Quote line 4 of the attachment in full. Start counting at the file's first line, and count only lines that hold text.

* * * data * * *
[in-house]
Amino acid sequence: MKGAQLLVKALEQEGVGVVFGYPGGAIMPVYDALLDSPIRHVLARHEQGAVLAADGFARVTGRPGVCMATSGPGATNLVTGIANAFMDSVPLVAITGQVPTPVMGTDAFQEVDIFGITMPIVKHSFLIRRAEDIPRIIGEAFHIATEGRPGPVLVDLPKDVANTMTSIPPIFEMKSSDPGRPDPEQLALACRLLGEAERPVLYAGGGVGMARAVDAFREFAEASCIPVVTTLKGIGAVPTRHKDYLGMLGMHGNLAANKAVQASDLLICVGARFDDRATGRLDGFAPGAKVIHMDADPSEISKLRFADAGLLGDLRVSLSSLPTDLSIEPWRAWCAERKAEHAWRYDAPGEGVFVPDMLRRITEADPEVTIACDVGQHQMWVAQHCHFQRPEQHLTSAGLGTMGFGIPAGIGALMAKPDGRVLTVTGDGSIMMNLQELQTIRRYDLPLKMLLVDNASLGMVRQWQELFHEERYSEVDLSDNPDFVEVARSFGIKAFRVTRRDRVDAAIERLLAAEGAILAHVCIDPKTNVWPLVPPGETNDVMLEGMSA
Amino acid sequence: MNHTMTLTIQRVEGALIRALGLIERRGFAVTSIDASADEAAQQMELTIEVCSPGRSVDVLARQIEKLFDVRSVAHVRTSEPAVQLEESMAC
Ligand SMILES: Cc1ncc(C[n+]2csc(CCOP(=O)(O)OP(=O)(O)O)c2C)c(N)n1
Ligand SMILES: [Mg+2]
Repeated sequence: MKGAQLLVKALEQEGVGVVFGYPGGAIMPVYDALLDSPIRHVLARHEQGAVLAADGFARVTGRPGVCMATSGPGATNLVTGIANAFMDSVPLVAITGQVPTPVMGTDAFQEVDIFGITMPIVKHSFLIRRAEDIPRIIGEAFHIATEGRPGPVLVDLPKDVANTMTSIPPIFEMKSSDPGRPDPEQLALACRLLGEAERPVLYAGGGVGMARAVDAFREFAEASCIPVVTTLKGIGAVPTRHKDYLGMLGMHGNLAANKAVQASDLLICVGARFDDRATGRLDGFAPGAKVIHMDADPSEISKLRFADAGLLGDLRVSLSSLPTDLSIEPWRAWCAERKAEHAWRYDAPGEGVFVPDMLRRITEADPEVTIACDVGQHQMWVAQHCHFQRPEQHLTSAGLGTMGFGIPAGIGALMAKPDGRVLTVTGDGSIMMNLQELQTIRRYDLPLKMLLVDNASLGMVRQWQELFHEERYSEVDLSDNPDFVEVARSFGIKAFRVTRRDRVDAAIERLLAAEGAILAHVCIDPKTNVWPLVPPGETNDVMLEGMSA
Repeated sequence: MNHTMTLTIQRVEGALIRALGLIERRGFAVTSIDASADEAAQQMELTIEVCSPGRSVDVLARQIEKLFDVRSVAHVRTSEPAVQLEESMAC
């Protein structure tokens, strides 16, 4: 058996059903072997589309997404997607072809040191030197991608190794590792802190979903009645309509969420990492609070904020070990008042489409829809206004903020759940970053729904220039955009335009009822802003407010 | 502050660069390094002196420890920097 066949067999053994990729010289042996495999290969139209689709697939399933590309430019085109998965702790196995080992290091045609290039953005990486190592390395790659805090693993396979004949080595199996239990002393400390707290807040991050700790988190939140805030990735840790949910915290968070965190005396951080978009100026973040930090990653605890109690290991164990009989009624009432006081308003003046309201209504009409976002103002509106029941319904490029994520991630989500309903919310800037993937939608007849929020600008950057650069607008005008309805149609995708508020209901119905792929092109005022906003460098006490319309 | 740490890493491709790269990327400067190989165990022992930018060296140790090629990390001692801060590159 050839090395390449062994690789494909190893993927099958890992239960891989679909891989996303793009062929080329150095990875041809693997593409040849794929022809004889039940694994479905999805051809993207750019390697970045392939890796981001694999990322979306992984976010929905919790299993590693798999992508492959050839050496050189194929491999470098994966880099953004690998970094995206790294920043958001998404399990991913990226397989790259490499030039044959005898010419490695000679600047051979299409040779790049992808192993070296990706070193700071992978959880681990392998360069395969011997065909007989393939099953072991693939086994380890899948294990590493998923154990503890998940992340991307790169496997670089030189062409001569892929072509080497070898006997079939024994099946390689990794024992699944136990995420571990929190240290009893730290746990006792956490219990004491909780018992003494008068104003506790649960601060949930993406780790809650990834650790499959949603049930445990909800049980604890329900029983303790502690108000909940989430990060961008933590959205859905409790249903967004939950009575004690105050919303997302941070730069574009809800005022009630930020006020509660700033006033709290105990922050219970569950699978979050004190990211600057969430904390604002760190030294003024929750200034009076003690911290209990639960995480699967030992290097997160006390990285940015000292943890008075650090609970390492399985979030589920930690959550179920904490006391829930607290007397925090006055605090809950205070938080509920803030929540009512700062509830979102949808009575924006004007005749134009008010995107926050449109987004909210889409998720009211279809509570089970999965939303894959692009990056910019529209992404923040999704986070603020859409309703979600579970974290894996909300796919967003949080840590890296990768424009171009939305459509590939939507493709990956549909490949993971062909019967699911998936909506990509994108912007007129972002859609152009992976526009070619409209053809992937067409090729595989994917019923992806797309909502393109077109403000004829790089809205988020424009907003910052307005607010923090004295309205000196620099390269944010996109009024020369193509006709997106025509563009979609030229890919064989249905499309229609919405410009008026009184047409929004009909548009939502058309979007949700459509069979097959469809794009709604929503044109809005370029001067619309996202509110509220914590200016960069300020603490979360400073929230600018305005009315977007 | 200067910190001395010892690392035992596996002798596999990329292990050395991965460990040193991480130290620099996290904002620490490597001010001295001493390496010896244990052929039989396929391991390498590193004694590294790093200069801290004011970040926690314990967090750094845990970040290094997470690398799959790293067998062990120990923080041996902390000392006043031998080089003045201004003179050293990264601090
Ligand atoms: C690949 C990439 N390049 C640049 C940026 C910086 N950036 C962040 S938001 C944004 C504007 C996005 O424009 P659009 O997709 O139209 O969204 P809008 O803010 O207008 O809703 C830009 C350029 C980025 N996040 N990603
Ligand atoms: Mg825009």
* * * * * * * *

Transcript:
Ligand SMILES: Cc1ncc(C[n+]2csc(CCOP(=O)(O)OP(=O)(O)O)c2C)c(N)n1